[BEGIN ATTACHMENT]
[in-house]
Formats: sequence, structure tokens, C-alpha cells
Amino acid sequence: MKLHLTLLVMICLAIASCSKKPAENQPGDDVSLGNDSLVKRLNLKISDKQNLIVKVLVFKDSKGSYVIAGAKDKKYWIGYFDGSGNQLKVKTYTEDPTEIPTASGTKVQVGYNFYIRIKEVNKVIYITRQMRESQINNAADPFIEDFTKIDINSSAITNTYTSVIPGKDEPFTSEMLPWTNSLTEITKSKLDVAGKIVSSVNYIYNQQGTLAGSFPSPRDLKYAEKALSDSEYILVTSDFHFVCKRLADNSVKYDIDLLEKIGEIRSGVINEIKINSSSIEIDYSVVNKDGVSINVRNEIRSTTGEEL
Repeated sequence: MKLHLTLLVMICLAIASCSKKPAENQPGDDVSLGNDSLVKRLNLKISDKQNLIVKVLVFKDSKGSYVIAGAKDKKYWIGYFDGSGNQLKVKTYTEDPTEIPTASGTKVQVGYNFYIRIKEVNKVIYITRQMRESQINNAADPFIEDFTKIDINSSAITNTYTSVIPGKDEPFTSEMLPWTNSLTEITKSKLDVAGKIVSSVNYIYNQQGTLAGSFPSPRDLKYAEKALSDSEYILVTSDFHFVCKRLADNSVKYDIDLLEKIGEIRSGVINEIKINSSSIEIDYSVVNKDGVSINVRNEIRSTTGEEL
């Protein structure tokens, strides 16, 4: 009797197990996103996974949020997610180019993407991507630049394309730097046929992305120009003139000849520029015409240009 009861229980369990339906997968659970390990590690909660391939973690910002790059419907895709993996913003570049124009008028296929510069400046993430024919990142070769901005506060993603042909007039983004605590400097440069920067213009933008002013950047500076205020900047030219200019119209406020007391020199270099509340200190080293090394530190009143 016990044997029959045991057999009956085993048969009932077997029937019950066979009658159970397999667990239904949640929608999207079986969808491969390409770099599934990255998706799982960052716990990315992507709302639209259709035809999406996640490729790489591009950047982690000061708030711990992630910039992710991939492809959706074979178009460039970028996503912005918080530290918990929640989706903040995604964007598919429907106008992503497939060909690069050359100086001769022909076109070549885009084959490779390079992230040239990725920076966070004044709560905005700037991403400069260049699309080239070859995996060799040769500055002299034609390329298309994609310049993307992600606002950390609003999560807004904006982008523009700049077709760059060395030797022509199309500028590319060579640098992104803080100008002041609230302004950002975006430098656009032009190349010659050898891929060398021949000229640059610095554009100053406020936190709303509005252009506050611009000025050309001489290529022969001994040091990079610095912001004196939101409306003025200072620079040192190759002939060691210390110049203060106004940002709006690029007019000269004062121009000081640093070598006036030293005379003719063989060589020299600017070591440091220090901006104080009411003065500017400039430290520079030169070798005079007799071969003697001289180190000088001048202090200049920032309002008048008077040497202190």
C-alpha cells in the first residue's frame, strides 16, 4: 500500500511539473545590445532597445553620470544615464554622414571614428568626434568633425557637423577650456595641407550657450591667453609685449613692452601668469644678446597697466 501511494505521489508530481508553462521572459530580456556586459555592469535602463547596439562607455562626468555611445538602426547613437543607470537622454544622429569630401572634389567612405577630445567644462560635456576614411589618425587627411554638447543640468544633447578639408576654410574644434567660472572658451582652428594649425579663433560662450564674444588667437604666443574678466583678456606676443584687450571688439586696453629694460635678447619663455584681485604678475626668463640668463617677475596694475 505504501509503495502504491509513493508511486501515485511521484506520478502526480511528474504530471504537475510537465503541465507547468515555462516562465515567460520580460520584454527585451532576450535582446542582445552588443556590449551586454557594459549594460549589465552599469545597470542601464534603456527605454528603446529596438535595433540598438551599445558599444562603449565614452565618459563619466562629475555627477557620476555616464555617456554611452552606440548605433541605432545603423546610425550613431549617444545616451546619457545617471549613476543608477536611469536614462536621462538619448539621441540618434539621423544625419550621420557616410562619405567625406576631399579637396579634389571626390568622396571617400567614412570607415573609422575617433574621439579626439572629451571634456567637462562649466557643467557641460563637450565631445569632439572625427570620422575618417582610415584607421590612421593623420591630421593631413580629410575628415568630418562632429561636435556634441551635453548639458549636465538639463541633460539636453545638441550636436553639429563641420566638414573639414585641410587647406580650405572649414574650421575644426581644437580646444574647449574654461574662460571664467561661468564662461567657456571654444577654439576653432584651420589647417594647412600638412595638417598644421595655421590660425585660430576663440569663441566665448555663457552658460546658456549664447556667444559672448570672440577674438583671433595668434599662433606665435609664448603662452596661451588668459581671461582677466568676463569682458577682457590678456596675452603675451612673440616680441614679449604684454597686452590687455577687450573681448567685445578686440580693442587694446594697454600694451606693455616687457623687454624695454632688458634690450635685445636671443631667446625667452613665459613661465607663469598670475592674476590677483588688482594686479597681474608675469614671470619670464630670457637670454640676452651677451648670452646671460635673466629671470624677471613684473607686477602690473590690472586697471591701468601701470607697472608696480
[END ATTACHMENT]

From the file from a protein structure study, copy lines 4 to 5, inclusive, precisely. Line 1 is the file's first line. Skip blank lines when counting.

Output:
Repeated sequence: MKLHLTLLVMICLAIASCSKKPAENQPGDDVSLGNDSLVKRLNLKISDKQNLIVKVLVFKDSKGSYVIAGAKDKKYWIGYFDGSGNQLKVKTYTEDPTEIPTASGTKVQVGYNFYIRIKEVNKVIYITRQMRESQINNAADPFIEDFTKIDINSSAITNTYTSVIPGKDEPFTSEMLPWTNSLTEITKSKLDVAGKIVSSVNYIYNQQGTLAGSFPSPRDLKYAEKALSDSEYILVTSDFHFVCKRLADNSVKYDIDLLEKIGEIRSGVINEIKINSSSIEIDYSVVNKDGVSINVRNEIRSTTGEEL
């Protein structure tokens, strides 16, 4: 009797197990996103996974949020997610180019993407991507630049394309730097046929992305120009003139000849520029015409240009 009861229980369990339906997968659970390990590690909660391939973690910002790059419907895709993996913003570049124009008028296929510069400046993430024919990142070769901005506060993603042909007039983004605590400097440069920067213009933008002013950047500076205020900047030219200019119209406020007391020199270099509340200190080293090394530190009143 016990044997029959045991057999009956085993048969009932077997029937019950066979009658159970397999667990239904949640929608999207079986969808491969390409770099599934990255998706799982960052716990990315992507709302639209259709035809999406996640490729790489591009950047982690000061708030711990992630910039992710991939492809959706074979178009460039970028996503912005918080530290918990929640989706903040995604964007598919429907106008992503497939060909690069050359100086001769022909076109070549885009084959490779390079992230040239990725920076966070004044709560905005700037991403400069260049699309080239070859995996060799040769500055002299034609390329298309994609310049993307992600606002950390609003999560807004904006982008523009700049077709760059060395030797022509199309500028590319060579640098992104803080100008002041609230302004950002975006430098656009032009190349010659050898891929060398021949000229640059610095554009100053406020936190709303509005252009506050611009000025050309001489290529022969001994040091990079610095912001004196939101409306003025200072620079040192190759002939060691210390110049203060106004940002709006690029007019000269004062121009000081640093070598006036030293005379003719063989060589020299600017070591440091220090901006104080009411003065500017400039430290520079030169070798005079007799071969003697001289180190000088001048202090200049920032309002008048008077040497202190």